When I look closer at the tree, however, I see the beautiful glistening lights, and ornaments that tell our family’s story.  I see it in a different way that is endearing and HOPEFUL.

Advent is a season of great hope.  It is a season of joyful anticipation.  It is a season of awe and inspiration.

 

 

As Christians, we know the secret to hope in the midst of the darkness of our world.  Hope has a name.  His name is Jesus Christ.

Dana 3

During this sacred season of advent, let us prepare our hearts for His coming with as much fervor as we prepare for gift giving and Santa’s arrival!  The Christ Child offers us all that our world cannot give us – PEACE, HOPE and SALVATION.  Let us be generous in giving our time and our hearts to our most Blessed King in anticipation of His coming this Christmas.

 My Personal Top Ten List for Advent Preparations (in no particular order):

  1. Reading the mass readings of the day prayerfully

  2. Making a good confession

  3. Praying and meditating upon the joyful mysteries and visiting an adoration chapel to worship the Lord and to bask in the silence

  4. Trying to get to mass at least one extra day a week

  5. Going to view a “Living Nativity” in the community

  6. Listening to a Christmas CD that is actually about  Christ’s birth (and singing whole-heartedly along!)

  7. Doing a service project to help someone in need

  8. Considering “spiritual” gifts for some of the people on my list – like masses, rosaries adoration time –   They don’t cost a thing (but time) and have immeasurable benefits!

  9. Spending time in nature in awe of God the Creator.

  10. Reading a good religious/inspirational book.

I hope that my list might give you some ideas for making your own Advent preparations even more meaningful.  May the great gifts of the Christ Child be yours this Christmas!

 

Dana Doyle is a teacher and religion coordinator at Lady of the Lake School in Mandeville, a wife, a mother of three, an author and an avid blogger. Visit her blog, “Catholic Working Mom” at www.danardoyle.wordpress.com. Read more about this blogger here.

Keep Joseph in Christmas

By Karen Baker

Jesus-in-the-Manger-610x351That seems to be my daughter’s Advent mantra. We were shopping at the gift shop at St. Joseph Abbey near Covington (a highly recommended activity!) when I saw some beautiful Christmas cards featuring Madonna and Baby Jesus. I showed them to Hannah and asked what she thought. What she thought was this: Where’s Joseph?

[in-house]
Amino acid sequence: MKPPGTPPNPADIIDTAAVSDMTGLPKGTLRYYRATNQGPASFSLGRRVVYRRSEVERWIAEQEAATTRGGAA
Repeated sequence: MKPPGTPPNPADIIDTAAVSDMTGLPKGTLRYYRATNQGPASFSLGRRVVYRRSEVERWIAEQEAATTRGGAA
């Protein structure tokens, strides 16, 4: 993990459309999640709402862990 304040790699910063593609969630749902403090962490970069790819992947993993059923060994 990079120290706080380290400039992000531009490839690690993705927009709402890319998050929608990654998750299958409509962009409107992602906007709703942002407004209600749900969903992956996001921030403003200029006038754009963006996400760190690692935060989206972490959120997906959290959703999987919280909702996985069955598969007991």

I found another set of cards, which I didn’t find as pretty as the first, with the whole Holy Family. “So you prefer the ones with Joseph in the picture?” I asked. “Well, yeah,” she said. “Joseph is awesome.”

Out of the mouths of 20-year-olds: Keep the foster father of Jesus in the picture! Joseph was a “righteous man,” as the Gospel of Matthew tells us. He was a follower of Mosaic law who wanted to do the right thing; more importantly, however, he was a man who listened for the voice of God and followed the divine will. When the angel told him not to be afraid, he listened and took Mary into his home. He provided a safe place for the baby Jesus to grow into the divine man who changed the world and saved us from our sins.

We don’t know much more about Joseph from the Gospels; for that matter, we don’t know much about thousands and thousands of people who live simple, holy lives dedicated to following God’s will. There is a lot to be said for those simple, holy lives.

So, yes, Joseph deserves some credit for his role in the Nativity story. As I drove home with my new Holy Family Christmas cards, I remembered a story I read by Fr. James Martin, SJ, about the quiet yet crucial role of Joseph in our salvation story. You can read it here.